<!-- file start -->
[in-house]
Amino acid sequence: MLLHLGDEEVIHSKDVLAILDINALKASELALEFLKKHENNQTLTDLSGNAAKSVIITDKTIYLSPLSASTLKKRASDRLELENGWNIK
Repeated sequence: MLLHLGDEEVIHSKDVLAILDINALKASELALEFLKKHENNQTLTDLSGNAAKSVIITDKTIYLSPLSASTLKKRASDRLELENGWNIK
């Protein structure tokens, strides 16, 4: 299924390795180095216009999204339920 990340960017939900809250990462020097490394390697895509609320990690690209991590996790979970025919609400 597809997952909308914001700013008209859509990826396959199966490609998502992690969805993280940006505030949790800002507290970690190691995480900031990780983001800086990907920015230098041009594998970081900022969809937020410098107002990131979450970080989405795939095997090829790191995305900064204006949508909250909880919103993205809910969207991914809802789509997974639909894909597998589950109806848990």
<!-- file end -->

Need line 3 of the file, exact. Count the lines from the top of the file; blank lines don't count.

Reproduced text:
Repeated sequence: MLLHLGDEEVIHSKDVLAILDINALKASELALEFLKKHENNQTLTDLSGNAAKSVIITDKTIYLSPLSASTLKKRASDRLELENGWNIK